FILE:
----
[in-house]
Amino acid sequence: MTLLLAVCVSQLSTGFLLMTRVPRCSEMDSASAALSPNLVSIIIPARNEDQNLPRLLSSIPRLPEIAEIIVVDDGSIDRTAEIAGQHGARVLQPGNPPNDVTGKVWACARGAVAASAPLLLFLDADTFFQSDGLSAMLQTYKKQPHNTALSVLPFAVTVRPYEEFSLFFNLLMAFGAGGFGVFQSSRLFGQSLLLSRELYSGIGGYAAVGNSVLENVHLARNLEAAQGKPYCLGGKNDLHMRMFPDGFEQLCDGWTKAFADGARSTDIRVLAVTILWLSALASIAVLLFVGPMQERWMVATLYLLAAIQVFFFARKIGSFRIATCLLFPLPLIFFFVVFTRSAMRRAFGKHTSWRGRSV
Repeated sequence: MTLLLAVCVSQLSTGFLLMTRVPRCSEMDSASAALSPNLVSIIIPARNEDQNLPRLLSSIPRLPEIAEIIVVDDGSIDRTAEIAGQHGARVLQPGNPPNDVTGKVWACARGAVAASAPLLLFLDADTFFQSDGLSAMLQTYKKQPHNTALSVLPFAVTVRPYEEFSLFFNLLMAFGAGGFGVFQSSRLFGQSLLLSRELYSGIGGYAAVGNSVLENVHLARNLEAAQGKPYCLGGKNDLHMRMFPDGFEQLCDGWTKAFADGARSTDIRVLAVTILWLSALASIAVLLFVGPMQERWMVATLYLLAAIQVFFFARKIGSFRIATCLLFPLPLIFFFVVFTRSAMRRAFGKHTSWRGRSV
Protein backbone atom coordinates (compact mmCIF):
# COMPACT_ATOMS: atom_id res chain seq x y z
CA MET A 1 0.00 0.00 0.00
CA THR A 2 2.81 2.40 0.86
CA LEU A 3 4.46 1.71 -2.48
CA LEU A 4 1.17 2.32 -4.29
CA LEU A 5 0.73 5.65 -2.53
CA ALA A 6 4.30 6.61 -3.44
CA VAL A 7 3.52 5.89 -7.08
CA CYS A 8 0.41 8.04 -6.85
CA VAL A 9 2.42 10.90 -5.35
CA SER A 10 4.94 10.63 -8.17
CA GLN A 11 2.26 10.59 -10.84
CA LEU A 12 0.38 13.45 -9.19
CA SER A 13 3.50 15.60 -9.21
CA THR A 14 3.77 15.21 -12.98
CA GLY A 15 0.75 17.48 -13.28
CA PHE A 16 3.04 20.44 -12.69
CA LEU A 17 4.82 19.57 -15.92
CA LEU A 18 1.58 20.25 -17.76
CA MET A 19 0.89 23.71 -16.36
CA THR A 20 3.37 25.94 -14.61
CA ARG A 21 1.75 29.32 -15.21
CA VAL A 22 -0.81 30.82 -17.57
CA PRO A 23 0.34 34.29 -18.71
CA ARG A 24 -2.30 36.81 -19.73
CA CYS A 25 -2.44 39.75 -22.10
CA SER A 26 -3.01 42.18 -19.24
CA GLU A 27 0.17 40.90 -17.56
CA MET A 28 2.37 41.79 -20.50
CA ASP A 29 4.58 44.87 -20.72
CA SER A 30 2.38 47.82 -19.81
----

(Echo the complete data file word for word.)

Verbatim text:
[in-house]
Amino acid sequence: MTLLLAVCVSQLSTGFLLMTRVPRCSEMDSASAALSPNLVSIIIPARNEDQNLPRLLSSIPRLPEIAEIIVVDDGSIDRTAEIAGQHGARVLQPGNPPNDVTGKVWACARGAVAASAPLLLFLDADTFFQSDGLSAMLQTYKKQPHNTALSVLPFAVTVRPYEEFSLFFNLLMAFGAGGFGVFQSSRLFGQSLLLSRELYSGIGGYAAVGNSVLENVHLARNLEAAQGKPYCLGGKNDLHMRMFPDGFEQLCDGWTKAFADGARSTDIRVLAVTILWLSALASIAVLLFVGPMQERWMVATLYLLAAIQVFFFARKIGSFRIATCLLFPLPLIFFFVVFTRSAMRRAFGKHTSWRGRSV
Repeated sequence: MTLLLAVCVSQLSTGFLLMTRVPRCSEMDSASAALSPNLVSIIIPARNEDQNLPRLLSSIPRLPEIAEIIVVDDGSIDRTAEIAGQHGARVLQPGNPPNDVTGKVWACARGAVAASAPLLLFLDADTFFQSDGLSAMLQTYKKQPHNTALSVLPFAVTVRPYEEFSLFFNLLMAFGAGGFGVFQSSRLFGQSLLLSRELYSGIGGYAAVGNSVLENVHLARNLEAAQGKPYCLGGKNDLHMRMFPDGFEQLCDGWTKAFADGARSTDIRVLAVTILWLSALASIAVLLFVGPMQERWMVATLYLLAAIQVFFFARKIGSFRIATCLLFPLPLIFFFVVFTRSAMRRAFGKHTSWRGRSV
Protein backbone atom coordinates (compact mmCIF):
# COMPACT_ATOMS: atom_id res chain seq x y z
CA MET A 1 0.00 0.00 0.00
CA THR A 2 2.81 2.40 0.86
CA LEU A 3 4.46 1.71 -2.48
CA LEU A 4 1.17 2.32 -4.29
CA LEU A 5 0.73 5.65 -2.53
CA ALA A 6 4.30 6.61 -3.44
CA VAL A 7 3.52 5.89 -7.08
CA CYS A 8 0.41 8.04 -6.85
CA VAL A 9 2.42 10.90 -5.35
CA SER A 10 4.94 10.63 -8.17
CA GLN A 11 2.26 10.59 -10.84
CA LEU A 12 0.38 13.45 -9.19
CA SER A 13 3.50 15.60 -9.21
CA THR A 14 3.77 15.21 -12.98
CA GLY A 15 0.75 17.48 -13.28
CA PHE A 16 3.04 20.44 -12.69
CA LEU A 17 4.82 19.57 -15.92
CA LEU A 18 1.58 20.25 -17.76
CA MET A 19 0.89 23.71 -16.36
CA THR A 20 3.37 25.94 -14.61
CA ARG A 21 1.75 29.32 -15.21
CA VAL A 22 -0.81 30.82 -17.57
CA PRO A 23 0.34 34.29 -18.71
CA ARG A 24 -2.30 36.81 -19.73
CA CYS A 25 -2.44 39.75 -22.10
CA SER A 26 -3.01 42.18 -19.24
CA GLU A 27 0.17 40.90 -17.56
CA MET A 28 2.37 41.79 -20.50
CA ASP A 29 4.58 44.87 -20.72
CA SER A 30 2.38 47.82 -19.81